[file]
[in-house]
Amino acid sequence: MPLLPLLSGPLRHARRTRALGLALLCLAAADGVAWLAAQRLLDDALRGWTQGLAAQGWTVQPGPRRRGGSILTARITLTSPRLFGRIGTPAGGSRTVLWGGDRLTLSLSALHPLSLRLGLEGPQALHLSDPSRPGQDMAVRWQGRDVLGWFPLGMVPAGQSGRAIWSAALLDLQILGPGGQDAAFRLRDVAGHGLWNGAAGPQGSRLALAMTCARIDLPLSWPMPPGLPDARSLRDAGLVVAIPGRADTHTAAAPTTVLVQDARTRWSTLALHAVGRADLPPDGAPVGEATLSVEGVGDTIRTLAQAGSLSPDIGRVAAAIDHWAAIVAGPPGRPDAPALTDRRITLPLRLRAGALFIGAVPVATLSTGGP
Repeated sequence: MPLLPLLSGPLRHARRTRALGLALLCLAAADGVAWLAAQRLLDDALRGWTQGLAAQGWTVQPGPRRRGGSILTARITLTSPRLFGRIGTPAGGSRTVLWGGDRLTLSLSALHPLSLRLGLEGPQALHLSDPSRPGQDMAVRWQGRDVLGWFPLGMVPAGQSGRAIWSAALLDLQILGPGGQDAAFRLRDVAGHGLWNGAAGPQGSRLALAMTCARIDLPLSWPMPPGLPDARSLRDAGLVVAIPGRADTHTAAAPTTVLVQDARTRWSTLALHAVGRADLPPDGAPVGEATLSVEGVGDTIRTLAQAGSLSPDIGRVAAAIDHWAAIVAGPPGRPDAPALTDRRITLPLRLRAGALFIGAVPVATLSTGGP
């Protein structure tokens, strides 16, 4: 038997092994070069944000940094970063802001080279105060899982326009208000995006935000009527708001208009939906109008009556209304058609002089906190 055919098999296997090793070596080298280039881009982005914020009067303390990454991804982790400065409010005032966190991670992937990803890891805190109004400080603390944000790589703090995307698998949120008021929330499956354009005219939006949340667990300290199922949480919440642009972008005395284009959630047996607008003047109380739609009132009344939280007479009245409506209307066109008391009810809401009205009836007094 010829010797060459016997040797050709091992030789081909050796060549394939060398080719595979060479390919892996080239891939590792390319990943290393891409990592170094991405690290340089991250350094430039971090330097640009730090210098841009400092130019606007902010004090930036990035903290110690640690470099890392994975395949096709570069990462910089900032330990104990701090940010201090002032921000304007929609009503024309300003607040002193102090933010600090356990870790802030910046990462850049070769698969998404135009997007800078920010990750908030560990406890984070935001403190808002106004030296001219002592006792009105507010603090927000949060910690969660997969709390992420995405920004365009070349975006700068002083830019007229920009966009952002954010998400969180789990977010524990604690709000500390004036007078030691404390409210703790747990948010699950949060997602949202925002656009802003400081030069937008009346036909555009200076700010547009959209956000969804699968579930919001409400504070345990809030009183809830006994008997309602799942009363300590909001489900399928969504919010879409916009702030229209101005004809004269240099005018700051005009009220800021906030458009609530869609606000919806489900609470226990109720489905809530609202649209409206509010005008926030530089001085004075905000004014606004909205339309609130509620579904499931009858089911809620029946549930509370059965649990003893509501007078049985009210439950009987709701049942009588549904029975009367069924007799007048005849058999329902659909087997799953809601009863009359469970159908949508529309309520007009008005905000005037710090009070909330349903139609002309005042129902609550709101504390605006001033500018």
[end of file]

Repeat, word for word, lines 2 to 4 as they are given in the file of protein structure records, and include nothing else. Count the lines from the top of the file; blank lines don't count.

Amino acid sequence: MPLLPLLSGPLRHARRTRALGLALLCLAAADGVAWLAAQRLLDDALRGWTQGLAAQGWTVQPGPRRRGGSILTARITLTSPRLFGRIGTPAGGSRTVLWGGDRLTLSLSALHPLSLRLGLEGPQALHLSDPSRPGQDMAVRWQGRDVLGWFPLGMVPAGQSGRAIWSAALLDLQILGPGGQDAAFRLRDVAGHGLWNGAAGPQGSRLALAMTCARIDLPLSWPMPPGLPDARSLRDAGLVVAIPGRADTHTAAAPTTVLVQDARTRWSTLALHAVGRADLPPDGAPVGEATLSVEGVGDTIRTLAQAGSLSPDIGRVAAAIDHWAAIVAGPPGRPDAPALTDRRITLPLRLRAGALFIGAVPVATLSTGGP
Repeated sequence: MPLLPLLSGPLRHARRTRALGLALLCLAAADGVAWLAAQRLLDDALRGWTQGLAAQGWTVQPGPRRRGGSILTARITLTSPRLFGRIGTPAGGSRTVLWGGDRLTLSLSALHPLSLRLGLEGPQALHLSDPSRPGQDMAVRWQGRDVLGWFPLGMVPAGQSGRAIWSAALLDLQILGPGGQDAAFRLRDVAGHGLWNGAAGPQGSRLALAMTCARIDLPLSWPMPPGLPDARSLRDAGLVVAIPGRADTHTAAAPTTVLVQDARTRWSTLALHAVGRADLPPDGAPVGEATLSVEGVGDTIRTLAQAGSLSPDIGRVAAAIDHWAAIVAGPPGRPDAPALTDRRITLPLRLRAGALFIGAVPVATLSTGGP
């Protein structure tokens, strides 16, 4: 038997092994070069944000940094970063802001080279105060899982326009208000995006935000009527708001208009939906109008009556209304058609002089906190 055919098999296997090793070596080298280039881009982005914020009067303390990454991804982790400065409010005032966190991670992937990803890891805190109004400080603390944000790589703090995307698998949120008021929330499956354009005219939006949340667990300290199922949480919440642009972008005395284009959630047996607008003047109380739609009132009344939280007479009245409506209307066109008391009810809401009205009836007094 010829010797060459016997040797050709091992030789081909050796060549394939060398080719595979060479390919892996080239891939590792390319990943290393891409990592170094991405690290340089991250350094430039971090330097640009730090210098841009400092130019606007902010004090930036990035903290110690640690470099890392994975395949096709570069990462910089900032330990104990701090940010201090002032921000304007929609009503024309300003607040002193102090933010600090356990870790802030910046990462850049070769698969998404135009997007800078920010990750908030560990406890984070935001403190808002106004030296001219002592006792009105507010603090927000949060910690969660997969709390992420995405920004365009070349975006700068002083830019007229920009966009952002954010998400969180789990977010524990604690709000500390004036007078030691404390409210703790747990948010699950949060997602949202925002656009802003400081030069937008009346036909555009200076700010547009959209956000969804699968579930919001409400504070345990809030009183809830006994008997309602799942009363300590909001489900399928969504919010879409916009702030229209101005004809004269240099005018700051005009009220800021906030458009609530869609606000919806489900609470226990109720489905809530609202649209409206509010005008926030530089001085004075905000004014606004909205339309609130509620579904499931009858089911809620029946549930509370059965649990003893509501007078049985009210439950009987709701049942009588549904029975009367069924007799007048005849058999329902659909087997799953809601009863009359469970159908949508529309309520007009008005905000005037710090009070909330349903139609002309005042129902609550709101504390605006001033500018």